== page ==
Slow Money



Woody Tasch, founder and chairman, pioneered the integration of asset management and philanthropic purpose in the 1990s as treasurer of the Jessie Smith Noyes Foundation and founding chairman of the Community Development Venture Capital Alliance. For ten years, through 2008, Tasch was chairman of Investors' Circle, a network of angel investors, family offices, and social purpose funds and foundations that has invested $150 million in 230 early stage sustainability-promoting ventures and venture funds, since 1992. Woody is the author of Inquiries into the Nature of Slow Money: Investing as if Food, Farms, and Fertility Mattered (Chelsea Green).



Travis Robinson, president, has spent the last two decades as a business builder and impact investor in early stage innovative business and social enterprise. Nearly 13 years ago, he started a regional community magazine focused on healthy lifestyles that grew into what is now Elephant Journal, a top rated website for sustainability and social content. Travis has had a life long interest in societal health and wellness related issues, particularly as it relates to children. In 2011, Travis teamed up with Kimbal Musk to start The Kitchen Community, creating the Learning Garden and outreach campaigns to connect kids and parents to real food in schools and communities across the country. Designed as catalysts for community-wide behavioral improvements in childhood nutrition, socialization and student achievement, The Kitchen Community went from concept to national initiative in under two years. To accomplish this, Travis worked intimately and effectively with the highest levels of government, business, philanthropy and school districts to impact some of the most underserved communities in our country.



Michael Bartner, vice president, was the associate director of Investors' Circle from 2002 to 2008.  Michael previously worked with the Carter Center's Global Development Initiative, SustainAbility in London, and Park Pride in Atlanta, where he taught urban gardening to underprivileged children. Michael has a B.A. in Environmental Science and Political Science from Emory University and the London School of Economics.  He has an M.B.A. from Northeastern University.











Leslie Barclay, board,  spent a good deal of her childhood on a family farm in Millbrook, NY. Her love of land began there and has continued to be the main focus of her life. As the founding chair of the Duchess Land Conservancy in 1985, she became increasingly involved in the national land trust movement and served on the board of the Land Trust Alliance for nearly a decade. She and her husband, Rutgers, currently live at Round the Bend Farm on the south coast of Massachusetts. They are deeply committed to the restoration of farmland and the production of natural, pastured raised meats and organic vegetables for local consumption.



Eliot Coleman, board, has over 40 years’ experience as an organic farmer, including field vegetables, greenhouse vegetables, rotational grazing of livestock, and range poultry. He is the author of The New Organic Grower (Chelsea Green, rev. 1995), Four Season Harvest (Chelsea Green, rev. 1999), and The Winter Harvest Handbook (Chelsea Green, 2009). He has contributed chapters to three scientific books on organic agriculture and has written extensively on the subject since 1975. As a commercial market gardener, director of agricultural research projects, and teacher and lecturer on organic farming, he has studied and practiced all aspects of organic growing. He served for two years as Executive Director of IFOAM, the International Federation of Organic Agriculture Movements, and was an advisor to the US Department of Agriculture during their landmark study, Report and Recommendations on Organic Farming. Eliot presently owns and operates Four Season Farm, a year-round market garden (winter greenhouse crops and summer field crops) in Harborside, Maine.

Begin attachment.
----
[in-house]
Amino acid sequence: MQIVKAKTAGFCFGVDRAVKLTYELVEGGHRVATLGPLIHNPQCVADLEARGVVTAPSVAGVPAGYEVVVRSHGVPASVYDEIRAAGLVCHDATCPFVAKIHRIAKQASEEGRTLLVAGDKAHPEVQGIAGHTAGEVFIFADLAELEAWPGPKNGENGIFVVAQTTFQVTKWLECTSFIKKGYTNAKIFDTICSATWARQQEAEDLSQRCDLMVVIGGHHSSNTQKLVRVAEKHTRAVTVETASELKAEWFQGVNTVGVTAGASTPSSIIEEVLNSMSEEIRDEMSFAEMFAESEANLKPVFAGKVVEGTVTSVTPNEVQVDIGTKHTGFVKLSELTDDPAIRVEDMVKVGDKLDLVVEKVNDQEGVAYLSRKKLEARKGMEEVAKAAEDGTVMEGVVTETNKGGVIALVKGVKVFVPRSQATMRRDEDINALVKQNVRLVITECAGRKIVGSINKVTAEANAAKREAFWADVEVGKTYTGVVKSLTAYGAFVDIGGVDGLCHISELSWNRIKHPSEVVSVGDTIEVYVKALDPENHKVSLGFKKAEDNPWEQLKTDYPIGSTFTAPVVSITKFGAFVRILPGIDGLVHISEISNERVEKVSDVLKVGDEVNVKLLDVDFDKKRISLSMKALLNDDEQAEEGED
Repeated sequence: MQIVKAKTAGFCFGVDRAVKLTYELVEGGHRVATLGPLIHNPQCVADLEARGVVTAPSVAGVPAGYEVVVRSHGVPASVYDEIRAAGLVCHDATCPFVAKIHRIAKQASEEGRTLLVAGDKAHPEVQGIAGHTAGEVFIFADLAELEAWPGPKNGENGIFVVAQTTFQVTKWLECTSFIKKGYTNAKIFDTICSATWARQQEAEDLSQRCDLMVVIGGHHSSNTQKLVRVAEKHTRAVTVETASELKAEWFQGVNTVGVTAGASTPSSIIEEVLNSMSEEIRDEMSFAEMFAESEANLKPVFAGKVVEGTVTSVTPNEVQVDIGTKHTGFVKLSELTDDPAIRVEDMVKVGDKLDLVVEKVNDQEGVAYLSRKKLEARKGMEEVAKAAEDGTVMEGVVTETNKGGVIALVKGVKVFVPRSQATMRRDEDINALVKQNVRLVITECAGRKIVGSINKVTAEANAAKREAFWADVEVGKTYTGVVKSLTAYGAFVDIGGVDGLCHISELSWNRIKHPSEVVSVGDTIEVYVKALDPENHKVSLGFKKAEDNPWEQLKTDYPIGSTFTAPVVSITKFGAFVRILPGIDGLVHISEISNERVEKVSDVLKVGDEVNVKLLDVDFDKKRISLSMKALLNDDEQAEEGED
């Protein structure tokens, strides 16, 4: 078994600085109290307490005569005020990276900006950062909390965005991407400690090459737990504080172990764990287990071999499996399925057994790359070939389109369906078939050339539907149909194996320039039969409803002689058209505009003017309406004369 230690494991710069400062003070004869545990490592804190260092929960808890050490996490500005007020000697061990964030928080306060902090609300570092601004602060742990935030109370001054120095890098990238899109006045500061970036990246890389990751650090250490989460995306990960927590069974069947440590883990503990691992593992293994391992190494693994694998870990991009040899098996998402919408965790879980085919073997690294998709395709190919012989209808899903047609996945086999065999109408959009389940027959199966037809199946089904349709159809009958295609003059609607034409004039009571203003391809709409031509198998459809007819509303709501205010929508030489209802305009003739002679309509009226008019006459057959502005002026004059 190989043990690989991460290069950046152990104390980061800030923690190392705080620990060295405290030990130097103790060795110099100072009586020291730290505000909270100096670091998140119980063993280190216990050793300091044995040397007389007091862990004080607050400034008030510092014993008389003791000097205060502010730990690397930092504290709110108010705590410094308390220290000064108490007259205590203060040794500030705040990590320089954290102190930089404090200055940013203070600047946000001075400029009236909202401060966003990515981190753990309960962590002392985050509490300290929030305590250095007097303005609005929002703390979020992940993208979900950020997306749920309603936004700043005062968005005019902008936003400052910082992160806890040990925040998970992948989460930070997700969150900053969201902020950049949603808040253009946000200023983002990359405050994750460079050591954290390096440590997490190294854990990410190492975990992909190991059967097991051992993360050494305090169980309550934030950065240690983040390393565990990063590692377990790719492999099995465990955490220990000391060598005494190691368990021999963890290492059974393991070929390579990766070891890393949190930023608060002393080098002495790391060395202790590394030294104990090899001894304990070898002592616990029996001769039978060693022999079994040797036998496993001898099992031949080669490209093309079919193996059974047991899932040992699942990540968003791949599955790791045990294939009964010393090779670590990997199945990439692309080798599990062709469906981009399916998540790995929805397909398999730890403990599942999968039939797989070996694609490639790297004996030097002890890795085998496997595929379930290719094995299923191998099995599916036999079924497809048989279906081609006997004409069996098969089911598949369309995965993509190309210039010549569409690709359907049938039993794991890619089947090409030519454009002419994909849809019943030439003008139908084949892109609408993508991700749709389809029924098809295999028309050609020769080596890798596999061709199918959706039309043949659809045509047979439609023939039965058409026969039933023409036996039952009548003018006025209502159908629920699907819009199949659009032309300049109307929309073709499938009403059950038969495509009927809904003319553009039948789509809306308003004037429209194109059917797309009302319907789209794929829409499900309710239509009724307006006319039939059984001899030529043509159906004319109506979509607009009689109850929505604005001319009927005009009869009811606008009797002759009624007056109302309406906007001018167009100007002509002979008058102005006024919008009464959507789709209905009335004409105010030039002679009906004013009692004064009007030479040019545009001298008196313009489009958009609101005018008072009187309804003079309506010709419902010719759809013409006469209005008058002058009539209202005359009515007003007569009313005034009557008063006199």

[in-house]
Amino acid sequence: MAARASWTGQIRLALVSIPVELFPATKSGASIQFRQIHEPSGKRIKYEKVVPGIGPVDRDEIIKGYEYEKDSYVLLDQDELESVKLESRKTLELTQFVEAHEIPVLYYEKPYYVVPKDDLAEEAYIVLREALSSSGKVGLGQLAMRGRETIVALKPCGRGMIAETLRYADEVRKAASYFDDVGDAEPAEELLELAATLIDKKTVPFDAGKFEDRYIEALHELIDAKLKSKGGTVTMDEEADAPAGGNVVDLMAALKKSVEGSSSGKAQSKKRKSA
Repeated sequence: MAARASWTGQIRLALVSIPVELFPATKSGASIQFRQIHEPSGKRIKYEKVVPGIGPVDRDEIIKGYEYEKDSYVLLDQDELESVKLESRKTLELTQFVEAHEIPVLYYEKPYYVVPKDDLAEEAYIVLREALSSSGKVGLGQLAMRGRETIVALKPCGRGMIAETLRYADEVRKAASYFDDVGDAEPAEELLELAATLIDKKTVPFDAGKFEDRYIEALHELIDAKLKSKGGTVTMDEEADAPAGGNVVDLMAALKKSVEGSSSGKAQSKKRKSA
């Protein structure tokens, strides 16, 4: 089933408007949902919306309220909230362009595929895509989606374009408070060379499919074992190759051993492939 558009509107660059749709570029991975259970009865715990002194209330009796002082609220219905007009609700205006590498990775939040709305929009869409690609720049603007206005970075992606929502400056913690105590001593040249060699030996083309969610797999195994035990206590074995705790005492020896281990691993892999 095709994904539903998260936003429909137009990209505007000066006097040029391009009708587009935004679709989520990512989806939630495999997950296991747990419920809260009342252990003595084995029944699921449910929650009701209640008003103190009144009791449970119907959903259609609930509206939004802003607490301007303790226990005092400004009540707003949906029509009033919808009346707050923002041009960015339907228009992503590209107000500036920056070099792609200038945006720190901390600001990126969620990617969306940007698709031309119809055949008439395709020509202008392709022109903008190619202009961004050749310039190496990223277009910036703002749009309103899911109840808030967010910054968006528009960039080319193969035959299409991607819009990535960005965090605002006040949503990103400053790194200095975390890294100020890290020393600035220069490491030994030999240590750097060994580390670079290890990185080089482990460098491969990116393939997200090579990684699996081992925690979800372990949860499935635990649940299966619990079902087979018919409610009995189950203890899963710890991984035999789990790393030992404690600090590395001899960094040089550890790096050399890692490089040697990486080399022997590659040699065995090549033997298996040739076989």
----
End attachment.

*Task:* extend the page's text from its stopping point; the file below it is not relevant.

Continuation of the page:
Janie Hoffman, board,  is the Founder and CEO of Mamma Chia, an organic chia based food and beverage company and the category innovator of the first-to-market chia seed beverage. In addition to being a founding member of Slow Money, the company is a Certified B Corporation and a member of 1% for the Planet, through which the company supports farmers, community groups and organizations that are building healthy, local food systems. Janie and her husband, Lance, enjoy growing Hass avocados and pineapple guavas on their small farm in rural San Diego. Janie was honored with BevNET’s 2012 “Person of the Year” award.



Gary Nabhan, board,  has been called the father of the local food movement. A MacArthur Fellow, Gary co-manages Sabores Sin Fronteras Foodways Alliances and the borderland food system program at the University of Arizona. He raises heritage grains and heirloom fruits on two farms in rural Arizona and has been involved in a three-year effort with Western Ranchers to value the ecosystem services of working landscapes. His 26 books have won numerous awards.


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